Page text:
# Multiplying 1D Array in Python

If I have a 1D array in Python for example:

``````a = (10,20,30,40,50)
``````

How can I multiply this by an integer for example 2 to produce:

``````b = (20,40,60,80,100)
``````

I have tried:

``````b = a*2
``````

But it doesn't seem to do anything.

-
`a * 2` does do something: `(10, 20, 30, 40, 50, 10, 20, 30, 40, 50)` –  Matt Ball Sep 1 '12 at 14:54

Use the following:

``````>>> b = [2 * i for i in a]
>>> b
[20, 40, 60, 80, 100]
``````

`a * 2` will duplicate your set:

``````>>> a = (10,20,30,40,50)
>>> a * 2
(10, 20, 30, 40, 50, 10, 20, 30, 40, 50)
``````
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Thank you, this worked! –  cia09mn Sep 1 '12 at 15:04
@cia09mn Welcome to SO. Since this answer worked for you, please mark it as accepted by clicking the green check mark. –  Matthew Adams Sep 1 '12 at 15:16
Sorry, didn't realise, thanks –  cia09mn Sep 1 '12 at 19:15

For a more natural way of working with numbers, you may want to consider numpy. Using numpy, your code would like like this:

``````import numpy as np
a = np.array([10,20,30,40,50])
b = a*2
``````
-

Tuples are immutable; use lists (`[]` instead of `()`) if you're going to want to change the contents of the actual array.

To make a new list that has elements twice those of the tuple, loop over the tuple and multiply each element:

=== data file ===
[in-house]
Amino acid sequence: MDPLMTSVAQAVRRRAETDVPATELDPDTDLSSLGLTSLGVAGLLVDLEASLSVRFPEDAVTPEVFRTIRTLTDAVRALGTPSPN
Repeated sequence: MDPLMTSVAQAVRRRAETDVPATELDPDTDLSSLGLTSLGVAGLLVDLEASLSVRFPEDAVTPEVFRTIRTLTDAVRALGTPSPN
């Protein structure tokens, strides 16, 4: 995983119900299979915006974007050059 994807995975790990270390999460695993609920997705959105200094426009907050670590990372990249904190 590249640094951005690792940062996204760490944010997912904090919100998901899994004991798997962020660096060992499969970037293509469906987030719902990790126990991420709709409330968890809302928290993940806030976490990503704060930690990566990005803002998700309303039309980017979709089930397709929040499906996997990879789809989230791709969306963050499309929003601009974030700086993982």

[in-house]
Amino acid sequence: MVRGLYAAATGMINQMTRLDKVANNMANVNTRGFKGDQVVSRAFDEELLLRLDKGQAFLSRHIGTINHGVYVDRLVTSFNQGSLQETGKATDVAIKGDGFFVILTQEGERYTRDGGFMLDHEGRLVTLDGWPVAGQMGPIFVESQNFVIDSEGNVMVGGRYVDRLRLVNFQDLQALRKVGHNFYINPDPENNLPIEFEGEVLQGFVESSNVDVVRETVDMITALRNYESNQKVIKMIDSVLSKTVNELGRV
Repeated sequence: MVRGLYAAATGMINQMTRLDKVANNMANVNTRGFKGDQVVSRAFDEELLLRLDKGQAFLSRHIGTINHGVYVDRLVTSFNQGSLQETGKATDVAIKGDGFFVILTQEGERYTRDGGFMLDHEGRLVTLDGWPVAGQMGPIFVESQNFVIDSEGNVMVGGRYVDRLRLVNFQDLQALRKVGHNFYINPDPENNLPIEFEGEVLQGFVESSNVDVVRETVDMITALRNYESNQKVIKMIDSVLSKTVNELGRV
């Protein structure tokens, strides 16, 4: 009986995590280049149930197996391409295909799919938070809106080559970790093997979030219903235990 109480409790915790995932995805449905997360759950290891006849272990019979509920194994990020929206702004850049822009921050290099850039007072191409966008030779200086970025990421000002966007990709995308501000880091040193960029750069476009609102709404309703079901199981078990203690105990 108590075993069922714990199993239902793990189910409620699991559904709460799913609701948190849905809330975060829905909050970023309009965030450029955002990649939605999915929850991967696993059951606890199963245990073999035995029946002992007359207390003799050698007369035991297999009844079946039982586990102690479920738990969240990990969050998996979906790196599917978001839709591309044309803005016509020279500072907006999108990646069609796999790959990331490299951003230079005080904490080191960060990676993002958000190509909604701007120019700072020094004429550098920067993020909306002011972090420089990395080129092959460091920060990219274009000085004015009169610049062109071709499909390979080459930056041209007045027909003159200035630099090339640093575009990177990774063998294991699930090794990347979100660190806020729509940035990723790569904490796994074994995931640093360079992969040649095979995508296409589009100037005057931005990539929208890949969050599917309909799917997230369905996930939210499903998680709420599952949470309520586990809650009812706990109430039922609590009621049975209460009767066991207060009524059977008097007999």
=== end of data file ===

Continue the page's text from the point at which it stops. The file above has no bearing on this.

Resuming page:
``````b = []
for num in a:
b.append(2*num)
``````

This can be shortened to

``````b = [2*num for num in a]
``````

using list comprehensions.

Note that If you really want the final result to still be a tuple, you can use use

``````b = tuple([2*num for num in a])
``````

I believe the closest thing you can get to your original syntax without using third party libraries would be

``````>>> map(lambda n: n*2, [1,2,3])
[2, 4, 6]
``````

which is basically just a fancy way of saying, "take the function `f(n) = 2n` and apply if to the list `[1,2,3]`".

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Tuples are not the problem here. The end result of using a list instead of a tuple is the same in terms of the elements: `[10, 20, 30, 40, 50, 10, 20, 30, 40, 50]`. -1 –  Matt Ball Sep 1 '12 at 14:55
@MattBall Totally right. (I clicked submit before enough of my answer was down.) –  Matthew Adams Sep 1 '12 at 15:03
map function doesn't modify the list, it just returns a new one. –  MatthieuW Sep 1 '12 at 15:19
@MatthieuW True. I wrote that, thought about it for a second, and then realized I was being kinda stupid. Also, everyone involved in this question now has some form of the name Matthew... –  Matthew Adams Sep 1 '12 at 15:34